Bitcoin remains sideways, barely moving out of the $60-63.5 range for the past two weeks. A dip towards the lower end of the range late on Friday morning has been redeemed, and the BTCUSD exchange rate has returned to $62.2K. Interestingly, the price surge to the highs of October 20 was later counterbalanced by a proportional dip, making the area near $61.50K the centre of equilibrium for bitcoin over the past four weeks.
A similar balancing act can be seen in the cryptocurrency Fear and Greed Index, which has been moving at levels just above 70 since early October, showing a mark of 73 in the last 24 hours, firmly in Greed territory.
Against the backdrop of Bitcoin stabilisation and cryptocurrency “greed”, interest in altcoins continues to rise. Cryptocurrency market capitalisation ex BTC has added 26% over the past month, although it has faced several sharp declines.
Among the week’s top coins, Binance Coin ( 21.7% in 7 days), Solana ( 21.7%) and Polkadot ( 22.6%) shone. On the other hand, Dogecoin was depleted by the battle, with Dogecoin losing 9.5% and Shiba Inu losing 28%.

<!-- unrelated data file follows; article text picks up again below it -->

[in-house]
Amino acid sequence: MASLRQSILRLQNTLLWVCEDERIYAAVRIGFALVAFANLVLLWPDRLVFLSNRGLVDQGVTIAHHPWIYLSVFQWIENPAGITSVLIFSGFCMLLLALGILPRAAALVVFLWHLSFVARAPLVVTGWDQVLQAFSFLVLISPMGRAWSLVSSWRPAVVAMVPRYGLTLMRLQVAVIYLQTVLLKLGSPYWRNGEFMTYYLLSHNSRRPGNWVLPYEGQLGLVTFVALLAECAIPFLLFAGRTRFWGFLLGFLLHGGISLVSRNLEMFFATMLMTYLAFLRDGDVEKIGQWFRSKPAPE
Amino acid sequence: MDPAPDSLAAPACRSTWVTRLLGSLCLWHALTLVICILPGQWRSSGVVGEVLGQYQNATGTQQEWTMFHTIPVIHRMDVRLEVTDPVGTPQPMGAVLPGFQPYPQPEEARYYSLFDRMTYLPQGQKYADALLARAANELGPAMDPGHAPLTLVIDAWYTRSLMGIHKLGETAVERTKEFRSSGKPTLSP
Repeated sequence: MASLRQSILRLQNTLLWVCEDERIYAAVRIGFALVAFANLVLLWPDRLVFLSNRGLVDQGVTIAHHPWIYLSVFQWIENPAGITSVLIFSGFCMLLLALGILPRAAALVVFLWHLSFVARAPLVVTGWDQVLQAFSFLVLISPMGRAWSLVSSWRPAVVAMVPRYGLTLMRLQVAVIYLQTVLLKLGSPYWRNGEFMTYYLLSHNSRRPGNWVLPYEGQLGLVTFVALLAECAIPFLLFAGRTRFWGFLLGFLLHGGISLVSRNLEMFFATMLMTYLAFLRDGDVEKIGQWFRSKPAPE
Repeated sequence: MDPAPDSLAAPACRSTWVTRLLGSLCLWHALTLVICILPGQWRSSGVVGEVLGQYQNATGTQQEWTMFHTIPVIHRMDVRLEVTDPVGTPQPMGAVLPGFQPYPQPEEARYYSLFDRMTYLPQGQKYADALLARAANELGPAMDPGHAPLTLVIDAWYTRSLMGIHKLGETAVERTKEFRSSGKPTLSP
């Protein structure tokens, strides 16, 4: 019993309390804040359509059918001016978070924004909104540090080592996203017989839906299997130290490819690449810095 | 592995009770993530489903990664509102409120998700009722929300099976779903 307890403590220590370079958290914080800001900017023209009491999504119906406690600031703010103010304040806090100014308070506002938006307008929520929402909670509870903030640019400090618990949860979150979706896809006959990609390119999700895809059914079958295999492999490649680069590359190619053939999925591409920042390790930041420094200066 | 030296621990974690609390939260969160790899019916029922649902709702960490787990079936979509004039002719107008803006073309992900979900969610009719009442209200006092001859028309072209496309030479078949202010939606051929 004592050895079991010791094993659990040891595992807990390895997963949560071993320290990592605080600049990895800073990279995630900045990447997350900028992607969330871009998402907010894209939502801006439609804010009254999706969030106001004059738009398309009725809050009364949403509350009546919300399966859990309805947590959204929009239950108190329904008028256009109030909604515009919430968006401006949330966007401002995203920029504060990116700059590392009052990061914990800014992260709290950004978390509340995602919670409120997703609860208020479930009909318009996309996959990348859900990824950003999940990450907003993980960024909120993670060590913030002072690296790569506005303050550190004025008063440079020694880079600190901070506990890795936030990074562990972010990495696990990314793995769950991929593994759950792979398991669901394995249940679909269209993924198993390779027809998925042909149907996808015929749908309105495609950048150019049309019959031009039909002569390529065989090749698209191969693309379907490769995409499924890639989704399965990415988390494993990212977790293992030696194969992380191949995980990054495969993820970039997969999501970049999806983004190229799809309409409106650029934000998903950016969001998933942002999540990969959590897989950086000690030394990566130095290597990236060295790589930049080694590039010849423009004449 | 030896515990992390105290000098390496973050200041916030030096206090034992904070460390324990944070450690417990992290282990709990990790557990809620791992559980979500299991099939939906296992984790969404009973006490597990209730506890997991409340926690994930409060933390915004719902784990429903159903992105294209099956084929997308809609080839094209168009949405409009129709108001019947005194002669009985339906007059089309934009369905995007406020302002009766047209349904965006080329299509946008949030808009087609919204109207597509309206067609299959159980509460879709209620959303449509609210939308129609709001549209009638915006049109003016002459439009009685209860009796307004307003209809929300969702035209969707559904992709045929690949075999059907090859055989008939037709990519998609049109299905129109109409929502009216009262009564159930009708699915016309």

Bitcoin’s steady burn at one level is feeding risk appetite among crypto enthusiasts.
Bitcoin seems to have become so liquid and inert, and demand has gone so much into the ‘new stars’ that it hasn’t even been moved upwards by the latest news from New York. A man who promised to turn the city into a crypto hub was elected mayor there. And yesterday, he said he would get his first three salaries in BTCs. Of course, there is no economic effect in the latter, but it would have had an important psychological impact a year ago, noticeably pushing the price upwards.
Do Bitcoin’s inertia and the failure of last week’s two doglegs mean the end of this bullish wave? So far, it’s hardly a valid thesis: active speculators in the cryptocurrency market are jumping from one coin to another, trying to ride the small (in volume but not height) waves. This is a positive-sum game if the tide is turning, that is, if the overall capitalisation of the crypto market is rising.
When will the tide turn? That depends on the global demand for risk, which correlates with central bankers’ stance and inflation trends. Recent comments from central bankers have made it clear that regulators continue to look the other way on inflation, expecting it to subside on its own without raising interest rates. This is good news for cryptocurrencies with limited supply, such as Ether.
At some point, the tide will turn, and then those currently riding the high tide risk finding themselves far out in the shallows. However, that moment is in no hurry to arrive.